The whole spectacle of prisoners, including dissenters from the state or representatives thereof, having their organs "harvested" after their death is macabre, and should I would say not be considered legitimate. Otherwise, the bodies of prisoners are used in service of teh state, and this may be considered a form of biological fascism, or at any rate, totalitatianism of the worst kind. I am thinking of reports from China.

There are other wrinkles. Most liberal societies these days grant certain rights to mothers who are pregnant - i.e., the disposition of the fetus. This may be limited by the length of the pregnancy, but still it is related. Mothers or in some cases both parents are given the right of disposition of the fetus in cases of miscarriages, as well as the "stillborn."

It is not clear to me who should decide whether or not the bodies of non-opters-out may be treated - once legally dead - as a source of organs. Does this mean that once one has died, her/his body "belongs" to the hospital/medical establishment? To a larger structure that deals with organ transplants? The mroe that I think of it, the more it seems to me that one should have to opt in, or barring this being done, one's legal executors -- as in a will -- should have the the right and responsibility of the disposition of one's organs, as they are among the remaining "assets" of the deceased. I would argue against the State being given this right for fear of abuse of State power "for the greater good."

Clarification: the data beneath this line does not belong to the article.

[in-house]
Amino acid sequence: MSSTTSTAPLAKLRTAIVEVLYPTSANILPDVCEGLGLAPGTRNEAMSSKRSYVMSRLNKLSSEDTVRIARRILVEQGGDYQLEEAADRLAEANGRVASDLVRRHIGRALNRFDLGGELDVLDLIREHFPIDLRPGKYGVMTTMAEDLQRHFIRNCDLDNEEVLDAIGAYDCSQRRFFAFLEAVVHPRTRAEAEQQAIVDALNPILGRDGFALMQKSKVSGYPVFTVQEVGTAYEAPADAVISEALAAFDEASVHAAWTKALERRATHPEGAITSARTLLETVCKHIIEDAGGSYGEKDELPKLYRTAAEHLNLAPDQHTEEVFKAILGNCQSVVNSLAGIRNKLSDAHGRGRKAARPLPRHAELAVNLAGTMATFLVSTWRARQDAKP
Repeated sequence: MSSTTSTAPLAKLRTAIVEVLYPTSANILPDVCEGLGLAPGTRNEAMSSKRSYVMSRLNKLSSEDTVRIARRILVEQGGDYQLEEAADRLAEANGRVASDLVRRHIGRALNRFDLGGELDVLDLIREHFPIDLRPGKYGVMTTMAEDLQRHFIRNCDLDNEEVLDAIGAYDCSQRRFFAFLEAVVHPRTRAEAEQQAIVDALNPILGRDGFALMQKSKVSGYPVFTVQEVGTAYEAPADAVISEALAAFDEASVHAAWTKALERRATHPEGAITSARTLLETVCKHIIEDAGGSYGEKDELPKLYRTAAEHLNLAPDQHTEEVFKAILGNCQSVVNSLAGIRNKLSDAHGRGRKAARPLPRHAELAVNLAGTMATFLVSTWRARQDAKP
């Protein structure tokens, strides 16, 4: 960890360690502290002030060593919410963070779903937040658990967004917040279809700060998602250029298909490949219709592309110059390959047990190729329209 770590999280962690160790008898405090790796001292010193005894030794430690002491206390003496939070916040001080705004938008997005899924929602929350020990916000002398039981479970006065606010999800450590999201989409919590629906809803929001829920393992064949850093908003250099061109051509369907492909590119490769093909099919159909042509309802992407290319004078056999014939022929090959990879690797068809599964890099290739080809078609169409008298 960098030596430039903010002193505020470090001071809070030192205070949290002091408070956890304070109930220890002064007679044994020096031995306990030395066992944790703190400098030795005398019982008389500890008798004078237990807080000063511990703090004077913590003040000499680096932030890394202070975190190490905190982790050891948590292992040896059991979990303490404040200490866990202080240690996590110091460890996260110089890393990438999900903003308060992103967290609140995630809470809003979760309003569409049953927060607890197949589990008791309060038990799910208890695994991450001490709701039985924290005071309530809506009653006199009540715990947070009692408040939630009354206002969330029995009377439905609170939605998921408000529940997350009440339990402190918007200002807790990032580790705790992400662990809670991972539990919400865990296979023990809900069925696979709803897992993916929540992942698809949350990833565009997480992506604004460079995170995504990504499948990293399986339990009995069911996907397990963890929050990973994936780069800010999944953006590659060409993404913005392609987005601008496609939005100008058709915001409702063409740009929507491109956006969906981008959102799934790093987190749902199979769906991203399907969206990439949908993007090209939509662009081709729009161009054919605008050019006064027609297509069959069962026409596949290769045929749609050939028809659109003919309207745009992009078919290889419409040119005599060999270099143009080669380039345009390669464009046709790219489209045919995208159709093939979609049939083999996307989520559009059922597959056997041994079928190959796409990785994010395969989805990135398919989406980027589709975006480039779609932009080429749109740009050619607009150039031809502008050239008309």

Enough for now. Time to get out of the office, finally.

>> Arieh

ANL

"Do dead people have rights? This is the question raised by Sir Liam Donaldson's proposal that dead people should be presumed to be organ donors, unless they had opted out. The idea has provoked hostility. "Our bodies belong to us, not the state" says Longrider.But things aren't so simple."

In fact neither Longrider or Liam Donaldson are correct. It's clear that the dead cannot maintain property rights over person and property. The dead cannot own their body after death.

While alive I have total property rights over my body. In anticipatin of my death I may declare that the property rights of my corpse pass to a next of kin, or, possibly, a civil servant. In the case where I make no such transfer of property rights in my will, my corpse becomes unowned property. As with any property of this kind, where there is no previous owner, the first person to "homestead" my corpse becomes its rightful owner and carrys full property rights over it.

Either we leave our bodies to the state (as in the case of a donor for example) or our bodies become the possession of those who first lay physical claim to the corpse.

ANL

"Do dead people have rights? This is the question raised by Sir Liam Donaldson's proposal that dead people should be presumed to be organ donors, unless they had opted out. The idea has provoked hostility. "Our bodies belong to us, not the state" says Longrider.But things aren't so simple."

In fact neither Longrider or Liam Donaldson are correct. It's clear that the dead cannot maintain property rights over person and property. The dead cannot own their body after death.